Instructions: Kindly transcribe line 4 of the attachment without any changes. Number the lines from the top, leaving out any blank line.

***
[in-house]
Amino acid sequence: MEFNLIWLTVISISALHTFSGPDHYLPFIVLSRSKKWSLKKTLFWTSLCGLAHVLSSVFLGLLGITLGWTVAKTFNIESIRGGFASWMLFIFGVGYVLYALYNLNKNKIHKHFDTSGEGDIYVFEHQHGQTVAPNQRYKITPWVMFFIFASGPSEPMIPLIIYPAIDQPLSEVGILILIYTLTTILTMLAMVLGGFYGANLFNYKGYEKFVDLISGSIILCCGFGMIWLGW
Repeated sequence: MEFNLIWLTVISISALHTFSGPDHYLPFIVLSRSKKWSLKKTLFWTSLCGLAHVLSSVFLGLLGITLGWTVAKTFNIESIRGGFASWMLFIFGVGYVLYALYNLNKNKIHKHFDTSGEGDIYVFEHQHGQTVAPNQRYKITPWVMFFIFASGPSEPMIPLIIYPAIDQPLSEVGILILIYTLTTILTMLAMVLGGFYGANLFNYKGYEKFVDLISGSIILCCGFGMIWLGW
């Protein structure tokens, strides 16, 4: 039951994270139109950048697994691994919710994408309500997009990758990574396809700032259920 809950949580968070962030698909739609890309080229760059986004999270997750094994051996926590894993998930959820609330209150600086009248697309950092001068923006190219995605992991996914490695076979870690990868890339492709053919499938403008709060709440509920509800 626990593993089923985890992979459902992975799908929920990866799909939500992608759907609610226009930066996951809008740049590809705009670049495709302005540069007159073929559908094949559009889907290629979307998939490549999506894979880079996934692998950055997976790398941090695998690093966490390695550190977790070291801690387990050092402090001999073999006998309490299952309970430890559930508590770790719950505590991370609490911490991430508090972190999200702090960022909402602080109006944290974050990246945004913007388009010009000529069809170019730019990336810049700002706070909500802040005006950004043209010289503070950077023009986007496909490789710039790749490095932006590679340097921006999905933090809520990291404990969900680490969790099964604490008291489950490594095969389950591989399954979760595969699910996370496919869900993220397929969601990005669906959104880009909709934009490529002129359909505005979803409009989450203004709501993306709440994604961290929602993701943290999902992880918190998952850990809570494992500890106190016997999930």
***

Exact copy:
């Protein structure tokens, strides 16, 4: 039951994270139109950048697994691994919710994408309500997009990758990574396809700032259920 809950949580968070962030698909739609890309080229760059986004999270997750094994051996926590894993998930959820609330209150600086009248697309950092001068923006190219995605992991996914490695076979870690990868890339492709053919499938403008709060709440509920509800 626990593993089923985890992979459902992975799908929920990866799909939500992608759907609610226009930066996951809008740049590809705009670049495709302005540069007159073929559908094949559009889907290629979307998939490549999506894979880079996934692998950055997976790398941090695998690093966490390695550190977790070291801690387990050092402090001999073999006998309490299952309970430890559930508590770790719950505590991370609490911490991430508090972190999200702090960022909402602080109006944290974050990246945004913007388009010009000529069809170019730019990336810049700002706070909500802040005006950004043209010289503070950077023009986007496909490789710039790749490095932006590679340097921006999905933090809520990291404990969900680490969790099964604490008291489950490594095969389950591989399954979760595969699910996370496919869900993220397929969601990005669906959104880009909709934009490529002129359909505005979803409009989450203004709501993306709440994604961290929602993701943290999902992880918190998952850990809570494992500890106190016997999930």